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IAFF: The Role of Government During Natural Disasters

Photo courtesy of Christopher O’Neill

"The Role of Government During Natural Disasters" is a cross-post from the IAFF Frontline Blog by Rich Duffy of the Fire Fighters (IAFF).

The devastation caused by Hurricane Sandy across the mid-Atlantic and Northeast is a great example of why we need a centralized federal government that can respond to states and communities in need of disaster relief.  Hurricane Sandy also underscores a very important issue for Americans, and that is what role the federal government should play in during a disaster (man-made or natural).

President Obama clearly understands the critical role the federal government plays in bolstering state and local disaster response; while Mitt Romney has said that states and the private sector should be in charge of emergency management in responding to storms and other natural disasters in their jurisdictions.

For the past two years, first responders have suffered the consequences – including layoffs, reduced staffing , wage freezes and reductions -- of those in political power who believe government should play a limited role in people’s lives, including funding for federal grants like the Staffing for Adequate Fire and Emergency Response (SAFER) grant program that keeps fire fighters in the firehouse ready to respond to disasters like Hurricane Sandy.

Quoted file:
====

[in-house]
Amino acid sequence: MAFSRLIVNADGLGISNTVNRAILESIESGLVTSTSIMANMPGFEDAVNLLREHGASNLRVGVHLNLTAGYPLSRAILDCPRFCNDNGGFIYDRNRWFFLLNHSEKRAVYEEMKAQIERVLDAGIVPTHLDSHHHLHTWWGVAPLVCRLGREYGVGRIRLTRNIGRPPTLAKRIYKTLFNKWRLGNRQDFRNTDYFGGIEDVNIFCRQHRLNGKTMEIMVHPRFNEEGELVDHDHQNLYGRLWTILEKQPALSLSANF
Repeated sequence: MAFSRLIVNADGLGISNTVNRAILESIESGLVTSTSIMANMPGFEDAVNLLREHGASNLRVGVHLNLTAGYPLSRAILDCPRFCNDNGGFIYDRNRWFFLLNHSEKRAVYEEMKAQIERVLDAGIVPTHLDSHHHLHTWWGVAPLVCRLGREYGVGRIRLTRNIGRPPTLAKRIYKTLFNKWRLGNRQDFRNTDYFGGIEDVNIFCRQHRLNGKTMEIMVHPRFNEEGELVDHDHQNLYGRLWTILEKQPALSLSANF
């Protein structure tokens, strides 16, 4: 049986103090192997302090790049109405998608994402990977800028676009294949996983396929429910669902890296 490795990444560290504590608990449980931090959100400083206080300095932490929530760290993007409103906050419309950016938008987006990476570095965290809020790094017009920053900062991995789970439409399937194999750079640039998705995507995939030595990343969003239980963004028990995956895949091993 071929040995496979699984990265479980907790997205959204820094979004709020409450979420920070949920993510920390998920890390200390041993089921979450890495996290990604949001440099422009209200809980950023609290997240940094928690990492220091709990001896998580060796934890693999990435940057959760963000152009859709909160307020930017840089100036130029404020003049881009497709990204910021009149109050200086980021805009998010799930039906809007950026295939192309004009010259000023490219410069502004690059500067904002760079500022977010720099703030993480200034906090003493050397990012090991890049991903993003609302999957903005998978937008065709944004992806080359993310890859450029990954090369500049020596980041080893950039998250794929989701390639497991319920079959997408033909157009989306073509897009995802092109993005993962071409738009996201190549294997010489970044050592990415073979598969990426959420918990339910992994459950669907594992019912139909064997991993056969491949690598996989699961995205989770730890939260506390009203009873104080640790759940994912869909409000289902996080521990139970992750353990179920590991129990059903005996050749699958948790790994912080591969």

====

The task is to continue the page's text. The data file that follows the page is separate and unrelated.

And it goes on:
Currently, the role of the Federal Emergency Management Agency (FEMA) is to coordinate the federal government’s support of our nation’s citizens and first responders in the time of domestic disasters. However, some politicians still seek to eliminate or privatize FEMA. 

FEMA’s current efforts, as well as the response by the Departments of Health and Humans Services, Department of Defense, Department of Labor and other federal agencies, during Hurricane Sandy showcase why the federal government is needed when it’s prepared and funded.

We know the excellent work IAFF members do every single day to protect their communities, but it seems that others only acknowledge the work fire fighters and emergency medical responders do in the time of a crisis. It is unfortunate that it is through the tragic event of a hurricane that these issues come to light.

We don’t know if first responders and other public employees will continue to be the target for attacks on the wages, benefits and retirement security that IAFF members have worked long and hard to earn. However, we do know that IAFF members will continue to put their lives on the line every day to save others, as witnessed with Hurricane Sandy -- even while they themselves have suffered tragic personal losses, too.

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